BREWMANCE is a tale of a love affair with beer– but not my father’s beer, and Chet and his brothers, my uncles, LOVED beer. They would sit around the backyard at all the family gatherings–barbecues to baptisms–drinking cases of the stuff.  A cousin once drove in from out of state for a family funeral arriving early, and with a little help polished off half a case before the service. My father loved “BUD” that all-American brand he once championed at a hoity-toity restaurant. When it was missing from the list of highfalutin beers the waiter had just read off, my dad said, “What, no Bud? It’s the king of beers!” We burst out laughing. Many years later, a friend and neighbor showed up at Chet’s wake and slipped a six-pack into my dad’s casket.

But I digress– or maybe not. Beer has always been a boon to camaraderie, a hearty toast to success, and perhaps even a boost to the American Revolution, fomented and fermented in “public houses” over a few pints. So we are given to understand in this intoxicating documentary about another revolt, the craft beer revolution for folks who want more than what my dad and his bros drank. Independently produced and distributed by filmmaker Christo Brock, BREWMANCE documents the American craft beer movement spawned by home brewers in search of flavors infinitely more exotic than my father’s generic lager. In fact, BREWMANCE posits that the culture of craft beer is a rebellion against homogenization itself: variety and individuality is all. Indeed, the film packs a lot of heart, hops, history, family, and science into a refreshing cinematic elixir, with cool graphics and a heady close-up on the universe of  alchemists who conjure the golden brew.

The film took me places I didn’t know I wanted to go, namely the agony and the ecstasy of making beer, starting a brewery, and meeting the captains of the industry including the godfather of the craft movement– nuclear engineer and founder of the American Homebrewers Association Charlie Papazian; Anchor Brewing Co.’s Fritz Maytag; Boston Beer Co.’s Jim Koch among many others.

We also get a glimpse of the infinite permutations of flavor that can be derived from only four ingredients: water, malt, hops, and yeast.  Then there are the tales of the brewers who scale up from their garages to full blown breweries which serve the public and whose unique concoctions might win a medal at the GABF– Great American Brew Fest where amber ales, cream stouts, dunkels, and lagers compete and brewmasters share uncensored opinions. One particular IPA was described as tasting “like your cat ate your weed and pissed on your Christmas tree.”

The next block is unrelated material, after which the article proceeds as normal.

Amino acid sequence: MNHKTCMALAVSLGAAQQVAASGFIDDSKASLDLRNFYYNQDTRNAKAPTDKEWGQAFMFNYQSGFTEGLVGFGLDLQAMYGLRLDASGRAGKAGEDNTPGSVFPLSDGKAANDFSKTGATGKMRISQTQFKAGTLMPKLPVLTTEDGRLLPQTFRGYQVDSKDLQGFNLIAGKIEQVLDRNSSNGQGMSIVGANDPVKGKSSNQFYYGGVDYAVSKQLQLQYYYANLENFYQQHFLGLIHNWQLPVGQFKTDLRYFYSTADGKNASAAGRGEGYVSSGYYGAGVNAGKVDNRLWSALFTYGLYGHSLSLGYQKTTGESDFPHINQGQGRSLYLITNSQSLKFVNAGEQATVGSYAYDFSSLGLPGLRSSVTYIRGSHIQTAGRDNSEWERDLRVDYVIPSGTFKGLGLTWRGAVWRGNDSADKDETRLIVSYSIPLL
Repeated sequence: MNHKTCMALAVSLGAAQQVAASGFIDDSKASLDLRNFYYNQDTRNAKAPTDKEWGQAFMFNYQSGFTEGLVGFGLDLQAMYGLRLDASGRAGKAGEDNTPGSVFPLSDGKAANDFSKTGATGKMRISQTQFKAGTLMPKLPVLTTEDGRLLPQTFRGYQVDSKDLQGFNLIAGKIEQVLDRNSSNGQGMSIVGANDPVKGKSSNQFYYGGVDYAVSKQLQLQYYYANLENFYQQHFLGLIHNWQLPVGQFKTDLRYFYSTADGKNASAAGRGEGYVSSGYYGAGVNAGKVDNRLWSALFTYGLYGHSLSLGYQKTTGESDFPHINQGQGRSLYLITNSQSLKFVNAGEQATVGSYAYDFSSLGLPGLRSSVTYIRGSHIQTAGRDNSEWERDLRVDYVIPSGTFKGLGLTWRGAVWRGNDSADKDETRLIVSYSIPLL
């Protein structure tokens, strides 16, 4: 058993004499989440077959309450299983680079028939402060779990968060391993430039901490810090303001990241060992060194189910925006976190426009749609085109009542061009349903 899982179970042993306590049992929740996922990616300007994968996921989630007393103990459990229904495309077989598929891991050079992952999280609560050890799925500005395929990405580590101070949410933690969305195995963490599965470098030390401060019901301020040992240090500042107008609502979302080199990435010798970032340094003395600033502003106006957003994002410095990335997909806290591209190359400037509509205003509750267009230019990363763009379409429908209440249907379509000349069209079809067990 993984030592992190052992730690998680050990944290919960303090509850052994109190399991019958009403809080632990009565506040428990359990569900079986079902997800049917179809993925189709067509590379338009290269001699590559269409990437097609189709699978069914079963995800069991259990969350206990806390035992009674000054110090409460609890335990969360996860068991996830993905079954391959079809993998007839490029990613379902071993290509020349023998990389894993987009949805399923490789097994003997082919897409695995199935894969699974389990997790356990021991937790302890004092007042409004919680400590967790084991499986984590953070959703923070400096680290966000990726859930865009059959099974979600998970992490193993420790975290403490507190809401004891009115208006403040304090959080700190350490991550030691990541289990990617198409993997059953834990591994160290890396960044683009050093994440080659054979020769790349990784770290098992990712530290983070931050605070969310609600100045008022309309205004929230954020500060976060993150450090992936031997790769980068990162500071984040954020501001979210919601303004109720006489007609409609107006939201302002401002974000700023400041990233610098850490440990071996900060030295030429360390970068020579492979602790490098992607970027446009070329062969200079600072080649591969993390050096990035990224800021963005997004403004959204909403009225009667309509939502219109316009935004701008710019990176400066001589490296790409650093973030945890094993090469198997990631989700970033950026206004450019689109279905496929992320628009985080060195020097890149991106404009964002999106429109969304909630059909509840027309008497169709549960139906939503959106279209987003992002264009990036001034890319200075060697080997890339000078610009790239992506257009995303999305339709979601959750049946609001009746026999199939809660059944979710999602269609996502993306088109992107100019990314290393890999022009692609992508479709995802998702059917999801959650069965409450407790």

These brewmasters of course are the soul of the world of craft beer, innovative individuals with unique tastes and a flair for the creative. The film zeros in on two groups out of California who set out to handcraft beer and open their own breweries. For the Sundstroms, home brewing is a family affair and the turning point in healing a “tumultuous” father/son relationship. The result is the “pet-and kid-friendly” Ten Mile Brewing Company which boasts brews as fresh as the natural landscape that inspired their beer.

Then there’s trombonist Dan Regan from the ska punk band “Reel Big Fish” whose wild life on the road as a musician eventually led him and two pals to embed their renegade spirit in a craft beer brewery called Liberation Brewing Company.  It welcomes “storytellers…revolutionaries…pirates” and their ilk,  and has “Jack Rabbit” and “Sick Beat” on tap.  Being more of a reader than a beer drinker, I find these monikers inspired. “Pliny the Elder” a double IPA from Russian River Brewing Company tickles my curiosity. And I once tasted a vanilla bean-chocolate-coffee-inflected stout out of the Maine Beer Company called “Mean Old Tom” that made me swoon.

Whether or not you’re a beer drinker with a frisky palate, there’s plenty here if you appreciate connoisseurship and are thirsty for a good story. What BREWMANCE serves up without reservation is unabashed passion, an undercurrent of down home determination, and an unmistakeable tincture of joie de vivre.  These brewmasters swear “sharing your home brew adds to your quality of life,” while others throw caution to the wind and declare it a flat out “all-consuming love affair” or even “life itself.”  Ken Grossman from Sierra Nevada Brewing described “the craft” in terms this drama critic could immediately embrace: “It’s not producing widgets. It’s producing something that’s got romance and character and a feeling and a soul.”  “We’re artists,” declares Vince Cilurzo from Russian River Brewing. “We’re making liquid art.”

If Chet were still here, we’d definitely hoist a few.

BREWMANCE is now on tap: on Digital and On Demand! CHECK THIS OUT!